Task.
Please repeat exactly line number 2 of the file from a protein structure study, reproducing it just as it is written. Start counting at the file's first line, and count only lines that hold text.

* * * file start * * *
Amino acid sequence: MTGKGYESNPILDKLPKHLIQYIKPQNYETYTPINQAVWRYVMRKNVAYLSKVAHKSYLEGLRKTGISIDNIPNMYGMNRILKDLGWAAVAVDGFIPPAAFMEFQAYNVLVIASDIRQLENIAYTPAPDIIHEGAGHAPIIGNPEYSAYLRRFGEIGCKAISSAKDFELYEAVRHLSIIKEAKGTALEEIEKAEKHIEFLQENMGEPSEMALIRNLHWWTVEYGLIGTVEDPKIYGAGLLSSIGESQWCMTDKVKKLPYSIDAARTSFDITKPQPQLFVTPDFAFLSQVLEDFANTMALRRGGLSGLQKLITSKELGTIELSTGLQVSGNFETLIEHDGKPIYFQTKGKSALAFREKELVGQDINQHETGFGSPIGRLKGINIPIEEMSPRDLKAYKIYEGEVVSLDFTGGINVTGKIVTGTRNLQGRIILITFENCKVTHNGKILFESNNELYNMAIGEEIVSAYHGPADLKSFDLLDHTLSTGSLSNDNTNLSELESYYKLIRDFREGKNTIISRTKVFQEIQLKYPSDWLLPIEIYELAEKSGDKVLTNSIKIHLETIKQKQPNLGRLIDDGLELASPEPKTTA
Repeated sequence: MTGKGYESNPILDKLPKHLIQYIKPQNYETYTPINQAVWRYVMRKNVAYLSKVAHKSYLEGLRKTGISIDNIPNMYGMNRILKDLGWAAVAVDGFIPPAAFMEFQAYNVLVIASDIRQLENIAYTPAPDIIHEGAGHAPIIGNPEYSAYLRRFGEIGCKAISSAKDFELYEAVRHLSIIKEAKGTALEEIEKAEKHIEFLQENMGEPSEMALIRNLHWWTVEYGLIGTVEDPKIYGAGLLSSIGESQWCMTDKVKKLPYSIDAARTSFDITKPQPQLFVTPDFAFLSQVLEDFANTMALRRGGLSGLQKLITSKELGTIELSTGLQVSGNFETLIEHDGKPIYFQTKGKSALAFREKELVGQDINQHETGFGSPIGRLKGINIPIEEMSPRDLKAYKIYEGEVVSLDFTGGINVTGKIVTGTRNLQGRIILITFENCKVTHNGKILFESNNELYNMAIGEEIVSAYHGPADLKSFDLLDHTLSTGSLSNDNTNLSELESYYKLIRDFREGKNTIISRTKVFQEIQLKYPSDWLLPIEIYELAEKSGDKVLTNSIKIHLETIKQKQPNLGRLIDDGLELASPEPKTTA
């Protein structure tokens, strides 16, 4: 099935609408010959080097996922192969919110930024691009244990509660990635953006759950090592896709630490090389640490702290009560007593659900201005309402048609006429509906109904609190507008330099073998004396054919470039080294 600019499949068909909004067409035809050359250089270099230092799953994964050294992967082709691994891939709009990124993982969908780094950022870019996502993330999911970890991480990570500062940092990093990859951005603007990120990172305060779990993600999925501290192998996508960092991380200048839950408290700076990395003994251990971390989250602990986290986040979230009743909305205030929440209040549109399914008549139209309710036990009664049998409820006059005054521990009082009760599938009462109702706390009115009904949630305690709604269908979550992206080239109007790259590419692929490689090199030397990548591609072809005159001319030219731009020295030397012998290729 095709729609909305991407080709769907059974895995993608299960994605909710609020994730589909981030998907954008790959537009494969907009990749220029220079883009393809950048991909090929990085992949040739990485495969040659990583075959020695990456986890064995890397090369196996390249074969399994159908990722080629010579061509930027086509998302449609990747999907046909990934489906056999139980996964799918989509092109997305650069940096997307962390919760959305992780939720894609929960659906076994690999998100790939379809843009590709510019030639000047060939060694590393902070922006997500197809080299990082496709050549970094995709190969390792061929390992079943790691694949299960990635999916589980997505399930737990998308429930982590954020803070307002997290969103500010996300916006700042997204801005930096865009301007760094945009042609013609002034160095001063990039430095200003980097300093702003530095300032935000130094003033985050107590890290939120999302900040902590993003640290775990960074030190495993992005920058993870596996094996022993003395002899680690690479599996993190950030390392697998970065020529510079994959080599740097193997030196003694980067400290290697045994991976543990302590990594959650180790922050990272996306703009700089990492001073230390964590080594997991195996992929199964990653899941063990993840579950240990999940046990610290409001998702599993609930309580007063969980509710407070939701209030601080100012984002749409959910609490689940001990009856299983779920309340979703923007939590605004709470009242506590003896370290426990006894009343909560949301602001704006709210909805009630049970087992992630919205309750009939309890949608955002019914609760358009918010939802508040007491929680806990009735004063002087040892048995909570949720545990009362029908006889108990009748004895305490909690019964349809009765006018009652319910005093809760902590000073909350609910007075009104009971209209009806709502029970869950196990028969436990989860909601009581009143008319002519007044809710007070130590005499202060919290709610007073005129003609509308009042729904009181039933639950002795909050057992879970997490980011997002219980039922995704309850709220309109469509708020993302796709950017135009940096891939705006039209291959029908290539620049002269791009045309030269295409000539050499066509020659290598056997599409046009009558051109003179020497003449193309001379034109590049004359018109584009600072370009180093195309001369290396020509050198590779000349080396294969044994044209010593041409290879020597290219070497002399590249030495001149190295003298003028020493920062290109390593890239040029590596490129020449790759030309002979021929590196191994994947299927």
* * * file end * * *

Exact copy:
Repeated sequence: MTGKGYESNPILDKLPKHLIQYIKPQNYETYTPINQAVWRYVMRKNVAYLSKVAHKSYLEGLRKTGISIDNIPNMYGMNRILKDLGWAAVAVDGFIPPAAFMEFQAYNVLVIASDIRQLENIAYTPAPDIIHEGAGHAPIIGNPEYSAYLRRFGEIGCKAISSAKDFELYEAVRHLSIIKEAKGTALEEIEKAEKHIEFLQENMGEPSEMALIRNLHWWTVEYGLIGTVEDPKIYGAGLLSSIGESQWCMTDKVKKLPYSIDAARTSFDITKPQPQLFVTPDFAFLSQVLEDFANTMALRRGGLSGLQKLITSKELGTIELSTGLQVSGNFETLIEHDGKPIYFQTKGKSALAFREKELVGQDINQHETGFGSPIGRLKGINIPIEEMSPRDLKAYKIYEGEVVSLDFTGGINVTGKIVTGTRNLQGRIILITFENCKVTHNGKILFESNNELYNMAIGEEIVSAYHGPADLKSFDLLDHTLSTGSLSNDNTNLSELESYYKLIRDFREGKNTIISRTKVFQEIQLKYPSDWLLPIEIYELAEKSGDKVLTNSIKIHLETIKQKQPNLGRLIDDGLELASPEPKTTA